FRUTICULTURA. A friendship which bears fruit

By Valentin Ihßen, April 2012

In the “Discover diversity” competition of the German environmental foundation Deutsche Bundesstiftung Umwelt (DBU), the “Brasilog e.V.” association started by pupils from the Sorsum Free Waldorf School won first prize in the 17- 25 age group and “Act globally” category. The award carries prize money of 1000 euros.

FRUTICULTURA. A friendship which bears fruit

The date is 7 July 2011. We, eleven young people from the Sorsum Free Waldorf School, are sitting excitedly on our packed suitcases and are waiting for our flight to Brazil.

In 2007, during English lessons in class 10, the idea came up not to have the usual class trip at the end of class 12 but to found an association – “Brasilog” – to help improve living conditions in Brazil. We wanted to help – but how? We wanted to build something that would be of real benefit and not become a useless monument to good will a year after the foundation stone was laid! The class contacted Kolping International and asked for support to turn the “Brasilog” idea into reality.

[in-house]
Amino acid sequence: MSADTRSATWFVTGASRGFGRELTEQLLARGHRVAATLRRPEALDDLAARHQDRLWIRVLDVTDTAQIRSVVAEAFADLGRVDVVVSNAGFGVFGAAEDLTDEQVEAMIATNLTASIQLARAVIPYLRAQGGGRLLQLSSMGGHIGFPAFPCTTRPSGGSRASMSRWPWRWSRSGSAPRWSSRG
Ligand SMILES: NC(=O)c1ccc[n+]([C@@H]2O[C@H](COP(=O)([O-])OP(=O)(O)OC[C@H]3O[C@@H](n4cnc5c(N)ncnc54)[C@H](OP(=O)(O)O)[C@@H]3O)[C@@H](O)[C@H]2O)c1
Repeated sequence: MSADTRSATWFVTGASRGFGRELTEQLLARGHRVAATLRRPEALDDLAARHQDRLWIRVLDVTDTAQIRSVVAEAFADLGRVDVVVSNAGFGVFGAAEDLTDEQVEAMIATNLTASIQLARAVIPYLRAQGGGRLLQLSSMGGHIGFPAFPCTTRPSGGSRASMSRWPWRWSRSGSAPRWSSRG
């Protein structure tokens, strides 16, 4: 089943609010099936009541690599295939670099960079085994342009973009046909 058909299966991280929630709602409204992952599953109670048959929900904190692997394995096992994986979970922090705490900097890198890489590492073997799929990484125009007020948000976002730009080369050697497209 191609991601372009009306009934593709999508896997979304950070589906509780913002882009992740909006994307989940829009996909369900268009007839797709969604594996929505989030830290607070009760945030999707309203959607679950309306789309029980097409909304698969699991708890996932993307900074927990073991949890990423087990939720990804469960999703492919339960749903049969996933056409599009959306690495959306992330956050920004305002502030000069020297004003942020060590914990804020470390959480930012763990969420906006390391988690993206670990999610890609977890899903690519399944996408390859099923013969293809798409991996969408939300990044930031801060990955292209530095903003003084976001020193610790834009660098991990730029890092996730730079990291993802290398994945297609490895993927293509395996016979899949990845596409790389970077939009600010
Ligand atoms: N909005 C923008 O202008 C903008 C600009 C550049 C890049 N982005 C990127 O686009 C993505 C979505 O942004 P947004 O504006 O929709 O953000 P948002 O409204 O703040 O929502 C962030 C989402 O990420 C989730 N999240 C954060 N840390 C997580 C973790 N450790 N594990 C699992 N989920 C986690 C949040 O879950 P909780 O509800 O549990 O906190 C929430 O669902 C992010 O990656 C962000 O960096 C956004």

Kolping proposed the small town of Porto in north-eastern Brazil as the project location and this was accepted by Sorsum. A few weeks later, the first project proposal arrived from Porto. The people of Porto needed a youth centre. The plans for the youth centre and the trip by the whole class to Porto to help with building took on ever more concrete form. We applied to foundations for funding, took part in competitions, sold cocktails at school events and town festivals; the whole class worked for “Brasilog” and the whole school supported us enthusiastically. In the autumn of 2008, eight young Brazilians from Porto came to the Sorsum Free Waldorf School for the first time. At the end of their trip the whole school celebrated a “Brazilian evening” with samba, forró and quadrilha.